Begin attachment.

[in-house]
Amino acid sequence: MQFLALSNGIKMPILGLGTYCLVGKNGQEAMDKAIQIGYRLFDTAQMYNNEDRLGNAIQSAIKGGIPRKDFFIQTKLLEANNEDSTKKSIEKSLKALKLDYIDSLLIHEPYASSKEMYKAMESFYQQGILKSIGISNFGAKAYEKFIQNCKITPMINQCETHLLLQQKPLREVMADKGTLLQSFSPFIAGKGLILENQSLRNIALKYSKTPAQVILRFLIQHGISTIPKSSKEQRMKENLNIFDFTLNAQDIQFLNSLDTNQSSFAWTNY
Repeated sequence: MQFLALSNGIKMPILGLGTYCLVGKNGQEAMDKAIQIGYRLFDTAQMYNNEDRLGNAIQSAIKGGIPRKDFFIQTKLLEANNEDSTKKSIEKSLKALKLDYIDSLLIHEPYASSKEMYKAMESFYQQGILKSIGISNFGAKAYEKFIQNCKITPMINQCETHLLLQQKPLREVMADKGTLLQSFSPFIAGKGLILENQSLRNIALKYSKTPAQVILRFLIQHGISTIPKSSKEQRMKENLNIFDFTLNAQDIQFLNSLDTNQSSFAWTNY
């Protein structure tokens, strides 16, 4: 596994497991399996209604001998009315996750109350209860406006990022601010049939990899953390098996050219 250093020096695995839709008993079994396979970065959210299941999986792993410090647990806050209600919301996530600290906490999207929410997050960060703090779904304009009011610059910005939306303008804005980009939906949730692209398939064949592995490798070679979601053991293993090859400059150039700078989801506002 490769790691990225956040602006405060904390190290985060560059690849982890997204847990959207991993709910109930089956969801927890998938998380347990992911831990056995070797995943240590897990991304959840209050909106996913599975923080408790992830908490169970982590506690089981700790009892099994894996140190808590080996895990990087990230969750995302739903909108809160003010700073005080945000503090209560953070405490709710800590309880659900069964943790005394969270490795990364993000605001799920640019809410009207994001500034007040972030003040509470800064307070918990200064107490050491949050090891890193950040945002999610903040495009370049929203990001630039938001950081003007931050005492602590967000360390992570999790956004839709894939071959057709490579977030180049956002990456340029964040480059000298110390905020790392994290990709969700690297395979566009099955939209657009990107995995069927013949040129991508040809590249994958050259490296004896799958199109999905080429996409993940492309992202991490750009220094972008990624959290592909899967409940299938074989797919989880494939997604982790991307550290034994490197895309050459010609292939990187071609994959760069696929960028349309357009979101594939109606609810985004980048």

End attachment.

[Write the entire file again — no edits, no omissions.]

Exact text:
[in-house]
Amino acid sequence: MQFLALSNGIKMPILGLGTYCLVGKNGQEAMDKAIQIGYRLFDTAQMYNNEDRLGNAIQSAIKGGIPRKDFFIQTKLLEANNEDSTKKSIEKSLKALKLDYIDSLLIHEPYASSKEMYKAMESFYQQGILKSIGISNFGAKAYEKFIQNCKITPMINQCETHLLLQQKPLREVMADKGTLLQSFSPFIAGKGLILENQSLRNIALKYSKTPAQVILRFLIQHGISTIPKSSKEQRMKENLNIFDFTLNAQDIQFLNSLDTNQSSFAWTNY
Repeated sequence: MQFLALSNGIKMPILGLGTYCLVGKNGQEAMDKAIQIGYRLFDTAQMYNNEDRLGNAIQSAIKGGIPRKDFFIQTKLLEANNEDSTKKSIEKSLKALKLDYIDSLLIHEPYASSKEMYKAMESFYQQGILKSIGISNFGAKAYEKFIQNCKITPMINQCETHLLLQQKPLREVMADKGTLLQSFSPFIAGKGLILENQSLRNIALKYSKTPAQVILRFLIQHGISTIPKSSKEQRMKENLNIFDFTLNAQDIQFLNSLDTNQSSFAWTNY
């Protein structure tokens, strides 16, 4: 596994497991399996209604001998009315996750109350209860406006990022601010049939990899953390098996050219 250093020096695995839709008993079994396979970065959210299941999986792993410090647990806050209600919301996530600290906490999207929410997050960060703090779904304009009011610059910005939306303008804005980009939906949730692209398939064949592995490798070679979601053991293993090859400059150039700078989801506002 490769790691990225956040602006405060904390190290985060560059690849982890997204847990959207991993709910109930089956969801927890998938998380347990992911831990056995070797995943240590897990991304959840209050909106996913599975923080408790992830908490169970982590506690089981700790009892099994894996140190808590080996895990990087990230969750995302739903909108809160003010700073005080945000503090209560953070405490709710800590309880659900069964943790005394969270490795990364993000605001799920640019809410009207994001500034007040972030003040509470800064307070918990200064107490050491949050090891890193950040945002999610903040495009370049929203990001630039938001950081003007931050005492602590967000360390992570999790956004839709894939071959057709490579977030180049956002990456340029964040480059000298110390905020790392994290990709969700690297395979566009099955939209657009990107995995069927013949040129991508040809590249994958050259490296004896799958199109999905080429996409993940492309992202991490750009220094972008990624959290592909899967409940299938074989797919989880494939997604982790991307550290034994490197895309050459010609292939990187071609994959760069696929960028349309357009979101594939109606609810985004980048």